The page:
The Raid on Bardia was an amphibious landing at the coastal town of Bardia in North Africa by British Commandos over the night of 19/20 April 1941 during the Second World War. The raid was carried out by No. 7 Commando also known as A Battalion Layforce together with a small detachment from the Royal Tank Regiment supported by five navy ships and a submarine. The raid—which destroyed an Italian artillery battery and a supply dump—was deemed a success despite the loss of 71 men. The more lasting strategic effect of the raid was the diversion of a German armoured brigade from the front line to provide rear area security.


In January 1941, an ad hoc force of 2,000 commandos known as Layforce was sent from Great Britain to take part in raiding operations in the Mediterranean.[1] Under the command of Colonel Robert Laycock, the force comprised No. 7 Commando, No. 8 (Guards) Commando, No. 11 (Scottish) Commando, a troop from No. 3 Commando and the Folbot section. On their arrival in Egypt in March 1941, the force was strengthened by the amalgamated No. 50 Commando and No. 52 Commando. To avoid the Axis powers becoming aware that a large force of commandos had arrived in theatre, 7, 8, 11 and 50/52 Commandos were camouflaged as A, B, C and D Battalions Layforce.[2][3]


Unternehmen Sonnenblume

In early 1941, after the big British and Commonwealth victory in Cyrenaica, the military position was soon reversed. Wavell ordered a significant portion of O'Connor's XIII Corps to Greece as part of Operation Lustre in the Battle of Greece. Adolf Hitler responded to the Italian disaster by ordering Unternehmen Sonnenblume (Operation Sunflower), the deployment of the newly formed Afrika Korps as reinforcements to the Italians, to prevent total collapse. The DAK had fresh troops with better equipment and tanks and a charismatic commander. When Rommel arrived in North Africa, along with six Italian divisions which included the Trento and Ariete, his orders were to remain on the defensive.[4][5]

In the first Italo-German offensive, the Axis force raided and quickly defeated the British at El Agheila on 24 March, exploited the success and by 15 April, had pushed the British back to the border at Sollum and besieged Tobruk. The new commander of XIII Corps (now HQ Cyrenaica Command) Lieutenant-General Philip Neame, O'Connor and Major-General Michael Gambier-Parry, commander of the 2nd Armoured Division, were captured. The Western Desert Force HQ took over under Lieutenant-General Noel Beresford-Peirse, who was recalled from East Africa. An armoured brigade group of the 2nd Armoured Division had been used to provide forces for the Greek campaign and the rest of the division in Cyrenaica had ceased to exist. Several Axis attempts to seize Tobruk failed and a front line was formed on the Egyptian border.[6] In April 1941, the plans for the deployment of Layforce were changed and their first operation would be a raid on Bardia.[1]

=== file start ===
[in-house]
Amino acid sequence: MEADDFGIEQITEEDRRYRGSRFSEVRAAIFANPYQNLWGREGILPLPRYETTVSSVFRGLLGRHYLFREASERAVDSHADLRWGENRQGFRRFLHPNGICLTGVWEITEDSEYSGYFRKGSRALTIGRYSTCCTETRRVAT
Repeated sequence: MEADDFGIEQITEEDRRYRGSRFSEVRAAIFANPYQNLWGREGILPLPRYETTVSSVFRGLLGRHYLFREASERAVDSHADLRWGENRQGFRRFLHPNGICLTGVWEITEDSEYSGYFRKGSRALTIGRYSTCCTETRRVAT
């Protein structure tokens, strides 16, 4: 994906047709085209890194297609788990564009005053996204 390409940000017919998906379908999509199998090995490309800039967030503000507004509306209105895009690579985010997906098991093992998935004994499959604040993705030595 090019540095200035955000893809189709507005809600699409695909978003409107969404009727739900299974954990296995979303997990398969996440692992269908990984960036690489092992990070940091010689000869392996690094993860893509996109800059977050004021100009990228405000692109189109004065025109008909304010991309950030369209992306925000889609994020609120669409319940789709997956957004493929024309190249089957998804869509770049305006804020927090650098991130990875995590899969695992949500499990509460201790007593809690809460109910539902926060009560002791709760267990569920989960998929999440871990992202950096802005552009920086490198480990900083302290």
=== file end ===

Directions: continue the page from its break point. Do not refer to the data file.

A black and white photograph of HMS Glengyle, an infantry assault ship
HMS Glengyle

The Bardia raid was planned for the night of 19/20 April by A Battalion, Layforce to disrupt Axis lines of communication and inflict as much damage as possible to installations and equipment. The plan called for the simultaneous landing of A Battalion and a troop of tanks from the Royal Tank Regiment on four beaches by Landing Craft Assault (LCA). The landing force would be transported to the area by HMS Glengyle, escorted by the anti-aircraft cruiser HMS Coventry and the destroyers HMAS Stuart, Voyager and Waterhen. On arrival of the transports off Bardia, one LCA could not be lowered and there were difficulties releasing the others. When they did get going and approached the beaches, they were expecting to see lights to guide them in, which were to have been deployed by the Folbot section; unknowingly, the Folbot section had been delayed en route when friendly fire caused the submarine transporting them—HMS Triumph—to submerge and take evasive action.[7]